After the job cuts in April, students from various organizations a sent a letter to Creighton and UT President Jay Hartzell in an effort to open a dialogue about SB 17 but said they did not receive a response.

Angela Valenzuela, a professor at UT’s Center for Mexican American Studies, says the terminations have caused ripple effects on the well-being of student life on campus.

“Our students need support,” Valenzuela said. “They need to have a sense of belonging. Faculty and staff can’t carry the load, and even if we do, we can’t do it like people who are professionally trained and prepared and have the experience.”

Sylvester, from the TPPF think tank, says conservatives’ concern about DEI stems from a lack of progress in achieving their goals. “Questions have arisen from the lack of progress that we’re continuing to see, in terms of recruitment and improved outcomes, closing the gap between minority and marginalized students,” she said. 

“All the things that they purported to do, including increasing minority faculty, none of that has been successful,” Sylvester said.

Rather than rely on DEI programs, she points to the “Top 10% Law” as a way to ensure student diversity on campuses. That 1997 law grants automatic admission to state-funded universities to Texas students who graduate in the top 10% of their high school classes. (The admission standard for UT-Austin has since tightened to the top 6%.)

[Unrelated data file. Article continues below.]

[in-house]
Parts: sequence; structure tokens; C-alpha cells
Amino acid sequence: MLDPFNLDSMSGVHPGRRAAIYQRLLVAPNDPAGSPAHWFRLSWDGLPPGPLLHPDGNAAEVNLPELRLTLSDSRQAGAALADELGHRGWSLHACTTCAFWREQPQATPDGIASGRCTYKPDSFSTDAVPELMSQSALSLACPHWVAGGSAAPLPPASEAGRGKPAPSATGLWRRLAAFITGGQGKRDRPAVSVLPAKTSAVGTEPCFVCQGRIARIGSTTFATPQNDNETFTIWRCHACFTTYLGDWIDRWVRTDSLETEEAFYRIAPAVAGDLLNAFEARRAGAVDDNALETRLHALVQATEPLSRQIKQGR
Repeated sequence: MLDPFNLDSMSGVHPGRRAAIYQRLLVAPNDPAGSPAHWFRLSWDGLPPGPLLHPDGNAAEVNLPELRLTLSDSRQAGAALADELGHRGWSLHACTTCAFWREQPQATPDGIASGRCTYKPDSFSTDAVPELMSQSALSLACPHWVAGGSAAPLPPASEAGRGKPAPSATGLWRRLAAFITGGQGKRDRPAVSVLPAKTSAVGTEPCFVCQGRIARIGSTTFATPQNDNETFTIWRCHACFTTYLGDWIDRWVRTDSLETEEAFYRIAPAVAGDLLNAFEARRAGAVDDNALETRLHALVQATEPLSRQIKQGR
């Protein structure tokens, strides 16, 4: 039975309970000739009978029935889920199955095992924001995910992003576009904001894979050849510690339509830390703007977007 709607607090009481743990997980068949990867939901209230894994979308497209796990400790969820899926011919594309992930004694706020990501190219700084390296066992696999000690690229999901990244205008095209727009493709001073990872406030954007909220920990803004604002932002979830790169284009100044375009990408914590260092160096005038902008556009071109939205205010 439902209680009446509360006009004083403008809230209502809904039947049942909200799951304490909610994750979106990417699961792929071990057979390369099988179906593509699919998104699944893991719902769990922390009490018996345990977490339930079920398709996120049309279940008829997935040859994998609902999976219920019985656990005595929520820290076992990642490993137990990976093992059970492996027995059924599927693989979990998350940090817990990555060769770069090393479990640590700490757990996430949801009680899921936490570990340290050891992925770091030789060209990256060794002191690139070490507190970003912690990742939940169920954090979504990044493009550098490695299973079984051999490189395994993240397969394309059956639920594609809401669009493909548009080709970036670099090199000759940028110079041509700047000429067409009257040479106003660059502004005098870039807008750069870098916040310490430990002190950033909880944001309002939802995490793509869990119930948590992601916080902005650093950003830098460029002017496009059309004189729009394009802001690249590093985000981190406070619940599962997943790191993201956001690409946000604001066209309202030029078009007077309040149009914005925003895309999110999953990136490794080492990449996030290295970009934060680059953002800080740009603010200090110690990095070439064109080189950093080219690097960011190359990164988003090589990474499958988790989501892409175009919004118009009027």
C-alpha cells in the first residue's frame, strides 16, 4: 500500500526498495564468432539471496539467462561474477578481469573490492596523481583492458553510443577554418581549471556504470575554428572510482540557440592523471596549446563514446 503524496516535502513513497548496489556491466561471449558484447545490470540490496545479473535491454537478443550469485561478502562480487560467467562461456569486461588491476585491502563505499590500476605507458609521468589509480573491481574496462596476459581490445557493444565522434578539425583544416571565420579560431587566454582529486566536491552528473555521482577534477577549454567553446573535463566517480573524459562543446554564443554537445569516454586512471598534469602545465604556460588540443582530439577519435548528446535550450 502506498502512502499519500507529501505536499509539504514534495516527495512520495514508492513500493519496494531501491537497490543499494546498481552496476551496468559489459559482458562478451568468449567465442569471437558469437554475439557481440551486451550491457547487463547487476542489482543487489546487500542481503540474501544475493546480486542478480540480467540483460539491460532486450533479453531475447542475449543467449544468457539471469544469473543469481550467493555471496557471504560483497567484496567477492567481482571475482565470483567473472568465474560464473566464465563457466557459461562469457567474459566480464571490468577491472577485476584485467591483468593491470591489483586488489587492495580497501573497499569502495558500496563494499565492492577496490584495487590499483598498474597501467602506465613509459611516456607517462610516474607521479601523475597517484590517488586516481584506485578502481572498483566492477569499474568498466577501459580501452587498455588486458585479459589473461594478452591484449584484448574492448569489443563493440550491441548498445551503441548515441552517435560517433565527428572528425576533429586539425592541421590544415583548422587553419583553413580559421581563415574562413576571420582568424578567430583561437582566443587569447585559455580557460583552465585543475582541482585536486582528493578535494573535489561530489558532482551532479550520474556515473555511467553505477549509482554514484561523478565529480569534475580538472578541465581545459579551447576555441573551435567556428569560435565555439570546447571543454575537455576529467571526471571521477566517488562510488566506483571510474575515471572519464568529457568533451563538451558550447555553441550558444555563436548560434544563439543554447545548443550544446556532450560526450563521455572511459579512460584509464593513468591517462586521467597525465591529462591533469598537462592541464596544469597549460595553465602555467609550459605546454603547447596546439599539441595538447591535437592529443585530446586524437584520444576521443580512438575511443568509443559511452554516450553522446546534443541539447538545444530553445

But 20 years of data analyzed by researchers from Texas A&M University and University of North Carolina concluded that the policy has done little to diversify UT-Austin’s student body. They concluded the automatic admission system “did not recover racial diversity lost by Texas’s ban on affirmative action by showing that changes in the likelihood that high schools sent students to the flagship campuses were only trivially related to the racial composition of a high school.”

In 2017, UT unveiled its blueprint for creating a more inclusive culture on campus. One goal of that diversity plan was to bolster the university’s efforts in recruiting minority undergraduate and graduate students. It also aimed to expand professional development for faculty members to help them cultivate an inclusive environment in the classroom.

According to student demographic reports accumulated by Data USA, the proportion of students identifying as white dropped from 44% in 2016 to 37% in 2021. Latino/Hispanic enrollment increased from 21% to 24% in those years. Black enrollment remained at 4% in that period, despite 12% of all Texans being Black.

Meanwhile, faculty recruiters are beginning to report hearing of professors who are reticent to come to Texas because of the Legislature’s actions to limit tenure and ban DEI programs, in addition to Texas’ rolling back of abortion laws.

“A lot of competitive law professors have been turning down job offers because of the abortion ban and what has been happening with SB 17,” Garcia said. “I know that there are also a lot of faculty and staff actively seeking jobs at other institutions.”